Yesterday, we gave you a glimpse of the organizations that are hiring in Louisiana. But what’s it like to work there? Here are some members of our Idealist.org LinkedIn Group, telling us why they love living, working, and giving back in Louisiana. Learn more about posting jobs and finding jobs in Louisiana.
Starleen Lewis, public health researcher at Tulane University, the GROWH Project:
There is so much that goes on in this region, with all the natural disasters that can affect this area, like the storm that came through last year, Isaac. The population is always treading water. You can’t really move forward if, every year, something is pushing you back. This is the place for people who want to make a difference. A lot of the transplants that have come down here have started opening and building nonprofits. There is a sense of community and helping.
I’m from the West Coast of Canada originally, and my favorite part about Louisiana is getting out into the Bayou, down in the fishing communities. In the whole gulf south, the land in the lower parishes is really pretty.
Sara Ross, team leader at City Year Baton Rouge:
I like to think that I’m a example of Louisianans giving back. I’ve lived in Baton Rouge my entire life. I graduated from Baton Rouge High and LSU. After college, I didn’t go off and get an average 9-to-5 job; I joined City Year. I’m a full-time volunteer in public schools. Our goal is to tackle the drop-out rate. I’m able to make a difference in the school system where I was educated.
I love the culture and the weather. I’m from Louisiana, so I’m accustomed to our fabulous southern way of life. Most of all, I love southern hospitality. When I’m out, I smile at strangers and they smile back. My friends from other regions of the country always make it a point to mention that that is behavior not exhibited in their neck of the woods. We are all proud of the Great State of Louisiana. And we wouldn’t have it any other way.
Dr. Kimberly Corson, assistant professor at Louisiana Tech University, Ruston, LA:
I would have to say my number one love is the students at Louisiana Tech. They are inquisitive, passionate about learning, and highly engaged with academic dialogue. That combination is the trifecta for a university professor.
I work in the Family and Child Studies department, so I am fortunate to not only work with students who want to go into childcare environments, social service fields, hospital settings, and nonprofit administration, but our department also partners with local service organizations for our practica sites and for parishwide events such as anti-bullying campaigns, parenting education, domestic violence awareness, and other arenas. It is very nice to work at a university that has such good partnerships with local service organizations. Many of our students graduate and remain in the area to work at these sites, and it is a good feeling to watch them use their degrees in order to give back to the community or surrounding communities.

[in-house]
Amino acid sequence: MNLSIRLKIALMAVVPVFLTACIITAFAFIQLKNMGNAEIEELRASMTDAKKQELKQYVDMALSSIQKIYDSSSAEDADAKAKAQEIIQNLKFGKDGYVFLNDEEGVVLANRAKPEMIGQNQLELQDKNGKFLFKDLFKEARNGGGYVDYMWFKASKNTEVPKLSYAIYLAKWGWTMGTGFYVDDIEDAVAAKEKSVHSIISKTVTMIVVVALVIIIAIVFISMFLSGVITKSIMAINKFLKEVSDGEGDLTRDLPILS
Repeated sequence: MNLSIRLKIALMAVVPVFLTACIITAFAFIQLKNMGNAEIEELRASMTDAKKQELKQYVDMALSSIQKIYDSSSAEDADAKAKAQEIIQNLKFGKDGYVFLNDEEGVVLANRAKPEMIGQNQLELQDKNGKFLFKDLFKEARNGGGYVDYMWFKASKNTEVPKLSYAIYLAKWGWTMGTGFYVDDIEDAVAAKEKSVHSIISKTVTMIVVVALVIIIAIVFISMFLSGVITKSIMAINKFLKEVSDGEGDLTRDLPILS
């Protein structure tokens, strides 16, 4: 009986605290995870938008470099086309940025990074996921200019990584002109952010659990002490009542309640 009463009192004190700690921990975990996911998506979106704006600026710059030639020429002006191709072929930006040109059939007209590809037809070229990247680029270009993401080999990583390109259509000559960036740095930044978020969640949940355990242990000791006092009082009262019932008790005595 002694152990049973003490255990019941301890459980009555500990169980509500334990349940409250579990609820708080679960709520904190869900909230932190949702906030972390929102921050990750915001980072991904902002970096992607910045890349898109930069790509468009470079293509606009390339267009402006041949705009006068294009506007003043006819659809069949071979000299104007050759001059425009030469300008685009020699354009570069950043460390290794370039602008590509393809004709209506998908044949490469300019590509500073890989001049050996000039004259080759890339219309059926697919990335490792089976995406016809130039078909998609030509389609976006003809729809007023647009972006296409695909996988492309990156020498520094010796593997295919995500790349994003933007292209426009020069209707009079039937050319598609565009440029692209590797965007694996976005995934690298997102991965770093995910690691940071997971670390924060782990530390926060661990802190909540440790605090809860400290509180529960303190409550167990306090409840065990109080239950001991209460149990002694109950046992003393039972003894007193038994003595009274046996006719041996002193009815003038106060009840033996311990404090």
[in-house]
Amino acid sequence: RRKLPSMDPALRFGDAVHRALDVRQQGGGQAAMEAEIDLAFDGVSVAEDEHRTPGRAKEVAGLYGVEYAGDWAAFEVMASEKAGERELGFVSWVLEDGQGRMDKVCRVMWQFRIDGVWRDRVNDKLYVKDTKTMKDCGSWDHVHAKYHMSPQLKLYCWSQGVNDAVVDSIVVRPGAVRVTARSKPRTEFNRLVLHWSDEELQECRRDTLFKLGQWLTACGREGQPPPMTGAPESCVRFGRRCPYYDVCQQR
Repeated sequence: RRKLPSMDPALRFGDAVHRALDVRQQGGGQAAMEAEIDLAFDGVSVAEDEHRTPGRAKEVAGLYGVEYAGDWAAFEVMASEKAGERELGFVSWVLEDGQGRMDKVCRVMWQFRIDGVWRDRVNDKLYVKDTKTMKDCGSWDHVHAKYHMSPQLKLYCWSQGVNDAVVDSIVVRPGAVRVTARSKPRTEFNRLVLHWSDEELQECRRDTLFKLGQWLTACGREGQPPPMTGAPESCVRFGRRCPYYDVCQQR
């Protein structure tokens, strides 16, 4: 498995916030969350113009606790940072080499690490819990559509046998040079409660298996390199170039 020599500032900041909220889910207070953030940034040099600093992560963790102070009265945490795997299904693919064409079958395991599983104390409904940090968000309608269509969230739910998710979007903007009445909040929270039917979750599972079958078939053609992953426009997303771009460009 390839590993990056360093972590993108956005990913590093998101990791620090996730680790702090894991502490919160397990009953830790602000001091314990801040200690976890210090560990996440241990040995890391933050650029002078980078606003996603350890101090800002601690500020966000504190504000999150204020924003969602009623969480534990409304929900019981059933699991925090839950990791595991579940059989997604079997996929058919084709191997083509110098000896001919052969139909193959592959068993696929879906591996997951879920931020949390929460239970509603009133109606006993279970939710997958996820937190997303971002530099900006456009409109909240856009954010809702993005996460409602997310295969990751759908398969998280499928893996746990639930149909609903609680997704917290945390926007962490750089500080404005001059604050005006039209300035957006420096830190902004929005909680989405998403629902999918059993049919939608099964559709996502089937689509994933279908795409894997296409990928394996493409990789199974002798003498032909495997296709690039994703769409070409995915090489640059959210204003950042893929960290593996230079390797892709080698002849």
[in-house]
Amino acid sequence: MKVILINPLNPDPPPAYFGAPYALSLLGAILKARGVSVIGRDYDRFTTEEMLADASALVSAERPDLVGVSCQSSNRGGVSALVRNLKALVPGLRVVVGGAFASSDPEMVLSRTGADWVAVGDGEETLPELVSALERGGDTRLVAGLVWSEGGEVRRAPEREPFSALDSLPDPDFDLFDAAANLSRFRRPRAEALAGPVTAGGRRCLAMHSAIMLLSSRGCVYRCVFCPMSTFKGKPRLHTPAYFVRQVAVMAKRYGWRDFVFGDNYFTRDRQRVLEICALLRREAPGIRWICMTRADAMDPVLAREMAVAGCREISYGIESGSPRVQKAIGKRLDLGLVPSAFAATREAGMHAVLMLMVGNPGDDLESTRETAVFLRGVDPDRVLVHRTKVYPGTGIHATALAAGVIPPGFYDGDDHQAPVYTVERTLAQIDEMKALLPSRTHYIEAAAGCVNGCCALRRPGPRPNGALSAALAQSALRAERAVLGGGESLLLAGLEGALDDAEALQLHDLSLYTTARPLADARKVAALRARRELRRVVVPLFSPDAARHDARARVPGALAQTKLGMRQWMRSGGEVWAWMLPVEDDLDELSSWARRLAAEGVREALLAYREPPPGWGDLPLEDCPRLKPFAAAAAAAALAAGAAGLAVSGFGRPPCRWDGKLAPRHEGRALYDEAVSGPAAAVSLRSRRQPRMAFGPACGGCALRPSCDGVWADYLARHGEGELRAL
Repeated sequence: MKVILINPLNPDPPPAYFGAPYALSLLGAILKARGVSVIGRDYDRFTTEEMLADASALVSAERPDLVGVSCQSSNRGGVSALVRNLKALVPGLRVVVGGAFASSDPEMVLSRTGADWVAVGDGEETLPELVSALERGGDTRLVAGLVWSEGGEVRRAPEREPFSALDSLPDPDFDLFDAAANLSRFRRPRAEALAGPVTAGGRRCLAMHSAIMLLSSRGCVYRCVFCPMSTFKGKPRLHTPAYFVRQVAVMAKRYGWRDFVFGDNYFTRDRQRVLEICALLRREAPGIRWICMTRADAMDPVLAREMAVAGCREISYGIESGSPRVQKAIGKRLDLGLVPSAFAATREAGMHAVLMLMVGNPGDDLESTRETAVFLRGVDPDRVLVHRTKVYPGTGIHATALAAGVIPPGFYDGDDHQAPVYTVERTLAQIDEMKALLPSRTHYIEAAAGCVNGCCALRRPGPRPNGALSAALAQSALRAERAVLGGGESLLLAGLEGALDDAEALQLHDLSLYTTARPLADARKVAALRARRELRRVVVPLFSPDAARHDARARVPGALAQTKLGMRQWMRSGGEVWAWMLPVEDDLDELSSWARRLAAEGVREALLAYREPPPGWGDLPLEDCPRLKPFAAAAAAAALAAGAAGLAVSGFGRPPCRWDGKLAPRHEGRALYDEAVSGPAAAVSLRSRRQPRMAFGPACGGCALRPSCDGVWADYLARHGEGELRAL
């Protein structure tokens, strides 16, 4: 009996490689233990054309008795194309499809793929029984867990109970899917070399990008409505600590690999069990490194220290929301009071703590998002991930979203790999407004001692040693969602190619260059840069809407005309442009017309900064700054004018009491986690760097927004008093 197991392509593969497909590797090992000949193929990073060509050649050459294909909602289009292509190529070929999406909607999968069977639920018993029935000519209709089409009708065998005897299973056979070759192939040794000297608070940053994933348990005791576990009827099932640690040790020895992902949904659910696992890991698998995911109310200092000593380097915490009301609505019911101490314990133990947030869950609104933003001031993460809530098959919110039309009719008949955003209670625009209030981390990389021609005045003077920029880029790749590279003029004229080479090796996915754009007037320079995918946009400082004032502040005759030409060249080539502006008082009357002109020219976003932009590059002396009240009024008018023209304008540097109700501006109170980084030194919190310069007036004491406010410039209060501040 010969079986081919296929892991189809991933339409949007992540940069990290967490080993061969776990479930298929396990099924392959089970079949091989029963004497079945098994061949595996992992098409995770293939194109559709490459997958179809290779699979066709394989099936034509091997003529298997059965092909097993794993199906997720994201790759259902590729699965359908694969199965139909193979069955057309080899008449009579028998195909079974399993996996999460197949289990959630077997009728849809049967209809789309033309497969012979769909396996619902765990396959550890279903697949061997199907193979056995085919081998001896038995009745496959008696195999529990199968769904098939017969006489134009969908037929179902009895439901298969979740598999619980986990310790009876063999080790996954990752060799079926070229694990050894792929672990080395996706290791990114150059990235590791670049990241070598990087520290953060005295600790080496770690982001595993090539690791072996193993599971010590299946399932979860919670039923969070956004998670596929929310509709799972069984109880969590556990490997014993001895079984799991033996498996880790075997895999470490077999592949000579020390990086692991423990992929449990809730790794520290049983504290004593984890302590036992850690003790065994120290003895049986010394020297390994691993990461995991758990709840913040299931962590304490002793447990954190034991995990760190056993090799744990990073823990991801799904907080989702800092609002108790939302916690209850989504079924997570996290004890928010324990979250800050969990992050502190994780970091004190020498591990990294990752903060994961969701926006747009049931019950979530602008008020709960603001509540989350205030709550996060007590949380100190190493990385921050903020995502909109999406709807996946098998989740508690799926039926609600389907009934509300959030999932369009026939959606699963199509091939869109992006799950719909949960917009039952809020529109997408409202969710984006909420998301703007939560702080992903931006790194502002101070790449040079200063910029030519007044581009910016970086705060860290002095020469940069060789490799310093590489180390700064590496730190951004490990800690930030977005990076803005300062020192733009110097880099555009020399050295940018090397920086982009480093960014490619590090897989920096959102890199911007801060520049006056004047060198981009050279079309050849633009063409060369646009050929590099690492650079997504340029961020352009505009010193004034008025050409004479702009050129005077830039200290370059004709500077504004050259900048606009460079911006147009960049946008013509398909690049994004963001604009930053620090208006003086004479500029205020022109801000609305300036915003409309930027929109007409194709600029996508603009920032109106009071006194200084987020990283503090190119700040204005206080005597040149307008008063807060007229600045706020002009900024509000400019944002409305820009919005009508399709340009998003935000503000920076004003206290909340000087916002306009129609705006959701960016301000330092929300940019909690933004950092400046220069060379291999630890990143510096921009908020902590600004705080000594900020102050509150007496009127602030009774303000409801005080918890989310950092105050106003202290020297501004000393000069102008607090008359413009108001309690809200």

Jermaine L. Smith, development officer for the United Negro College Fund, New Orleans, Louisiana:
I appreciate the love that the residents in Louisiana have for their communities. I have lived in several cities, both large and small, and I don’t believe that I have ever experienced this level of loyalty. Being a city older than the country itself, New Orleans is absolutely bubbling over with reasons to stay engaged not only on a state or city level, but even within your neighborhood. Every few blocks has a story all its own and our great residents are always eager to tell it!
We are not without our problems by any means, but we own them and, most importantly, we own the challenge of addressing those problems. That is probably the most compelling narrative about our nonprofits: many sprang from problems that neither the government nor the private sector were addressing. Nonprofits are a perfect solution to that situation.
I am generally partial to nonprofits that serve a very local problem. I am particularly fond of the work that the Bridge House does because I believe that their services are absolutely essential in New Orleans, especially post-Katrina. I am also a supporter and board member for the Young Leadership Council, which does an excellent job of attracting young professionals to New Orleans, engaging them through service and retaining their talents.
Are you working in Louisiana or hiring? Share your questions and experiences below and click here to learn more about how we’re supporting nonprofits in Louisiana!